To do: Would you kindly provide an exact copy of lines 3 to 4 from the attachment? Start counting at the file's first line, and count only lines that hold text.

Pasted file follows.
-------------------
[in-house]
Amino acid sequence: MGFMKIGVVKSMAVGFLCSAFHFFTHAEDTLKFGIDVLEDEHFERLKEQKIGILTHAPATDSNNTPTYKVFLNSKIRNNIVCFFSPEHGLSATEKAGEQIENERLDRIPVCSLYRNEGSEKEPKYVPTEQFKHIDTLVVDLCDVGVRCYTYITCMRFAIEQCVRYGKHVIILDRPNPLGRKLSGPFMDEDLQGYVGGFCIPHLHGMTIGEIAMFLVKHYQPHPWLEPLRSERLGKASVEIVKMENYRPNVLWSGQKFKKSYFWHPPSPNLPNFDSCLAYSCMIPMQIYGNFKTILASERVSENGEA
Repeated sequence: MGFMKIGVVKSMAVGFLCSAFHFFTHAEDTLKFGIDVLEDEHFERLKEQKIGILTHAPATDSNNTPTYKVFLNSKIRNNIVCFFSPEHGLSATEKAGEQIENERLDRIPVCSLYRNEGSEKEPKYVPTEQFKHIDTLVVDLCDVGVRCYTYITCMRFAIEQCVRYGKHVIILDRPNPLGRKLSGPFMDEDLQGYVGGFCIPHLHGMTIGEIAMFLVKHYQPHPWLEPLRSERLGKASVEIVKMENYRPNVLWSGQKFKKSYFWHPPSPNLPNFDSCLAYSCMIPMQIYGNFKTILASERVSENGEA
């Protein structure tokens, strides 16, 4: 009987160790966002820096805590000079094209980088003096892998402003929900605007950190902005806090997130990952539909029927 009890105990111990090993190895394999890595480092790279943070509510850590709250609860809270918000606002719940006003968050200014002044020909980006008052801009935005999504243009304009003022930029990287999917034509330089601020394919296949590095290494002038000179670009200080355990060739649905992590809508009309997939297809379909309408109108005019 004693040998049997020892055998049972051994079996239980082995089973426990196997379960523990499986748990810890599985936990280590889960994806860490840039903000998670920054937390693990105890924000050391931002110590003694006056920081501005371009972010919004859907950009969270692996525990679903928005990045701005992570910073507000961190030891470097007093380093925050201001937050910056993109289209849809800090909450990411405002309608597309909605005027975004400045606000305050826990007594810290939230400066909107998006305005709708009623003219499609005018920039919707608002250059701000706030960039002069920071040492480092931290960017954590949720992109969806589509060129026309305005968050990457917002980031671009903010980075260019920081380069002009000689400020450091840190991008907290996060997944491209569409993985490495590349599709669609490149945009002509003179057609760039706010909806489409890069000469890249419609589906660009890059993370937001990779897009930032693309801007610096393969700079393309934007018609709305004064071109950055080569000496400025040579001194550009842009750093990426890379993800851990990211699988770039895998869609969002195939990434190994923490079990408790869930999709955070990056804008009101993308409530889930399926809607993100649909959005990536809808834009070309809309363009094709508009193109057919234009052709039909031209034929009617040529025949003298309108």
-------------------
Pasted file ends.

Repeated sequence: MGFMKIGVVKSMAVGFLCSAFHFFTHAEDTLKFGIDVLEDEHFERLKEQKIGILTHAPATDSNNTPTYKVFLNSKIRNNIVCFFSPEHGLSATEKAGEQIENERLDRIPVCSLYRNEGSEKEPKYVPTEQFKHIDTLVVDLCDVGVRCYTYITCMRFAIEQCVRYGKHVIILDRPNPLGRKLSGPFMDEDLQGYVGGFCIPHLHGMTIGEIAMFLVKHYQPHPWLEPLRSERLGKASVEIVKMENYRPNVLWSGQKFKKSYFWHPPSPNLPNFDSCLAYSCMIPMQIYGNFKTILASERVSENGEA
């Protein structure tokens, strides 16, 4: 009987160790966002820096805590000079094209980088003096892998402003929900605007950190902005806090997130990952539909029927 009890105990111990090993190895394999890595480092790279943070509510850590709250609860809270918000606002719940006003968050200014002044020909980006008052801009935005999504243009304009003022930029990287999917034509330089601020394919296949590095290494002038000179670009200080355990060739649905992590809508009309997939297809379909309408109108005019 004693040998049997020892055998049972051994079996239980082995089973426990196997379960523990499986748990810890599985936990280590889960994806860490840039903000998670920054937390693990105890924000050391931002110590003694006056920081501005371009972010919004859907950009969270692996525990679903928005990045701005992570910073507000961190030891470097007093380093925050201001937050910056993109289209849809800090909450990411405002309608597309909605005027975004400045606000305050826990007594810290939230400066909107998006305005709708009623003219499609005018920039919707608002250059701000706030960039002069920071040492480092931290960017954590949720992109969806589509060129026309305005968050990457917002980031671009903010980075260019920081380069002009000689400020450091840190991008907290996060997944491209569409993985490495590349599709669609490149945009002509003179057609760039706010909806489409890069000469890249419609589906660009890059993370937001990779897009930032693309801007610096393969700079393309934007018609709305004064071109950055080569000496400025040579001194550009842009750093990426890379993800851990990211699988770039895998869609969002195939990434190994923490079990408790869930999709955070990056804008009101993308409530889930399926809607993100649909959005990536809808834009070309809309363009094709508009193109057919234009052709039909031209034929009617040529025949003298309108």